If Microsoft makes good on its self-destructive threat to pull Windows from the South Korean market rather than accede to local damands to un-bundle its proprietary media and IM apps, there's a safe harbour waiting in the form of blanket, country-wide licenses for the OS formerly known as Lindows.
"South Korea could save around a quarter of a billion dollars. More importantly, however, it would break South Korea loose from the monopolistic grasp of Microsoft, which the country currently finds itself under," Carmony explains.
We'll forget that one is more likely to be found in a grasp than under it. We'll forget as well that President Roh has, since assuming office, been chucked from the Blue House by an angry National Assembly, and later returned to it, politically crippled, by an even angrier Constitutional Court, and likely has little time to fret about the software loaded on Korean computers. Ministry of Information and Communication Director Hyung Tae-gun would have been a more realistic and productive target of the letter, but no matter. We're delighted to see former Lindows/Linspire CEO Michael Robertson's variety of strenuous Yankee hucksterism and publicity bird-dogging passing so smoothly to his successor.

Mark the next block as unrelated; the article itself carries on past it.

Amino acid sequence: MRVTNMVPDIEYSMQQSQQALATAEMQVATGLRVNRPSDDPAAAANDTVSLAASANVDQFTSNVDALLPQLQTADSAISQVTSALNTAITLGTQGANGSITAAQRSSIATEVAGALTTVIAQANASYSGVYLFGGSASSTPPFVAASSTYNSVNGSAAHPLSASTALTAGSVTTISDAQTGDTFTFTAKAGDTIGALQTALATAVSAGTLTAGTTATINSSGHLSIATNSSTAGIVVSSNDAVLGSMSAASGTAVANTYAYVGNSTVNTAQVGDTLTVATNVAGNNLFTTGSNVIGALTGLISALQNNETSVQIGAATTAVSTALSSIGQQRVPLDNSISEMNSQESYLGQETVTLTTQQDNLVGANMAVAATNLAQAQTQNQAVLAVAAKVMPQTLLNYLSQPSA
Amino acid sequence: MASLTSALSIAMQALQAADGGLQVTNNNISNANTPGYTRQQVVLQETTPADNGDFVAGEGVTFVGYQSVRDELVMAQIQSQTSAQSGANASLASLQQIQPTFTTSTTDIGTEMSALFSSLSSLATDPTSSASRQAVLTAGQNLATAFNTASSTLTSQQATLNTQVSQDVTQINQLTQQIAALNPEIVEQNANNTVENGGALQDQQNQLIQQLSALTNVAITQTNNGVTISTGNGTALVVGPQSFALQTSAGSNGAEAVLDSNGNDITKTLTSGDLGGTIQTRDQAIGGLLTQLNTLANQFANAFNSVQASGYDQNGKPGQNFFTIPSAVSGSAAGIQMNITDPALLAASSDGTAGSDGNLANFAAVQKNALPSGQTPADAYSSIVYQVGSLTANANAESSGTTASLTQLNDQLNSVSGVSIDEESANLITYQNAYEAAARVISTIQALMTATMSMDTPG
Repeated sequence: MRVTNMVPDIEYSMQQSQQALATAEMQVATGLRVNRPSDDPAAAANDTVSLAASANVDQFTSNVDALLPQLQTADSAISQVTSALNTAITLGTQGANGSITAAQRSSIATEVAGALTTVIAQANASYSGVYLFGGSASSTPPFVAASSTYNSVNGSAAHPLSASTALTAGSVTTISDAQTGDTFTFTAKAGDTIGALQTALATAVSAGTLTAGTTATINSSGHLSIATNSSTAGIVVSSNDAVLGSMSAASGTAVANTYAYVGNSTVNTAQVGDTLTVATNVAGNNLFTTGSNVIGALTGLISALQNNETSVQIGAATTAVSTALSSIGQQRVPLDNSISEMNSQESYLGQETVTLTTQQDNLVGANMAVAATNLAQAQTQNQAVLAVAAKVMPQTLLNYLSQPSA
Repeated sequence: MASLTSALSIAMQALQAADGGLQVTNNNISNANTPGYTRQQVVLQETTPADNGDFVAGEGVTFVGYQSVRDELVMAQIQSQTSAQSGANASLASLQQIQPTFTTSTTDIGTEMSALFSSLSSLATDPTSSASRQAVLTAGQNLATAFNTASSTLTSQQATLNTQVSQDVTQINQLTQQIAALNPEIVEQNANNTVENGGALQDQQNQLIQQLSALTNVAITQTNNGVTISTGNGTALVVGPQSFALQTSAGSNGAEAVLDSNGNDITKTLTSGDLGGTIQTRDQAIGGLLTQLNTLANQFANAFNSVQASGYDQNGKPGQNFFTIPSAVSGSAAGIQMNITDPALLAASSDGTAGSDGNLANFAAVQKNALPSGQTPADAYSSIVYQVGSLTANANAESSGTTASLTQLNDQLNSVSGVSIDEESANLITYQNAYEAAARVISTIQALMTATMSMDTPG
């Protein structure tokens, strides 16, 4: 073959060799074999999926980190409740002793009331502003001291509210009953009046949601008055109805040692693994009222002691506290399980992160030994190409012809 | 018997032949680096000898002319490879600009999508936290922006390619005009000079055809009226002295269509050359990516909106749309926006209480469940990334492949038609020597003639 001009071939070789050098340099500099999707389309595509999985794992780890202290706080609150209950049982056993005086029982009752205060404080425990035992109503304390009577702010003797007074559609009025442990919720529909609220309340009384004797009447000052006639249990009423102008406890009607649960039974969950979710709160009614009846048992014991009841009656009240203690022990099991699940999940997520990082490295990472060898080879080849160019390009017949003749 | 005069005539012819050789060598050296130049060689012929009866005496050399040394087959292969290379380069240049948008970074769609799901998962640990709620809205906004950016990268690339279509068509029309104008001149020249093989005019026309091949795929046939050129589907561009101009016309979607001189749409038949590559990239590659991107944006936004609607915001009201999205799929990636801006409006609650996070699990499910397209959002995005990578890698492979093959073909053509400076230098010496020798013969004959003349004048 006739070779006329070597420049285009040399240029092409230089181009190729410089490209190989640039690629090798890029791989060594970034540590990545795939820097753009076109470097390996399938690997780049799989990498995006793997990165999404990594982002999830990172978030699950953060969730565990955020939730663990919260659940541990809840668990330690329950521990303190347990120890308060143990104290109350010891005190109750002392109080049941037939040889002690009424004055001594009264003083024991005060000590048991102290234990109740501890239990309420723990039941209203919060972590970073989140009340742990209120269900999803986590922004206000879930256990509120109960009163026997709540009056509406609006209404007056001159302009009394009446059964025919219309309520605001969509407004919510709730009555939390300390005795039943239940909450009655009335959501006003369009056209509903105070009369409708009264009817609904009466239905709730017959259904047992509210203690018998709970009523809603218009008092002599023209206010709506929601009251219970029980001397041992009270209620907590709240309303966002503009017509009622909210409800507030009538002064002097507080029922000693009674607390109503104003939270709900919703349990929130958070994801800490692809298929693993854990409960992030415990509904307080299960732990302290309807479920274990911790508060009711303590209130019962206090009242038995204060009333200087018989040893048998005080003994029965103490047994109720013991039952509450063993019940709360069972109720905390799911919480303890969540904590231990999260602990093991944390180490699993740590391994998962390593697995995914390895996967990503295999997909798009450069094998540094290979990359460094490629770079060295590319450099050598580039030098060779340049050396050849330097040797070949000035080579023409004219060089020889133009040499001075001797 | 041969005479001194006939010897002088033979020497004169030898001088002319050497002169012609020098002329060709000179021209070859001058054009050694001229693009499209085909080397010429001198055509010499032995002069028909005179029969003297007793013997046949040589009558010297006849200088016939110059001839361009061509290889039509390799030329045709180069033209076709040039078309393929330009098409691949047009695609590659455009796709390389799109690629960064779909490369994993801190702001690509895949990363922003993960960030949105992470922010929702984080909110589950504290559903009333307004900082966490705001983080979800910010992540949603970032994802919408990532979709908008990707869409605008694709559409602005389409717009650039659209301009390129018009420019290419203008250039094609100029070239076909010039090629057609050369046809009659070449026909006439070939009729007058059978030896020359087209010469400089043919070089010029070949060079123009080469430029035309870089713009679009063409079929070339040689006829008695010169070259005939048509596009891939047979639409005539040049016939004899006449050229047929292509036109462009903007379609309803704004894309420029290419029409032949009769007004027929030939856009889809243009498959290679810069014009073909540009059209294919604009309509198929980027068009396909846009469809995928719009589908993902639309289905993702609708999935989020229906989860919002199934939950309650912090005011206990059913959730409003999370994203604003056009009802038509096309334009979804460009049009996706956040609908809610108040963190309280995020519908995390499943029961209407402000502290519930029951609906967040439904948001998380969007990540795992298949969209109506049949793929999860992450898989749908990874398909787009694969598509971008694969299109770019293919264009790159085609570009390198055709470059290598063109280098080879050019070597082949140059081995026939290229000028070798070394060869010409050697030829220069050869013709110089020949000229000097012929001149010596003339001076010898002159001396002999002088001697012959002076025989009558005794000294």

Admittedly, by reporting this blatant publicity stunt, we're fueling it to some extent, and that makes us a tad uncomfortable.
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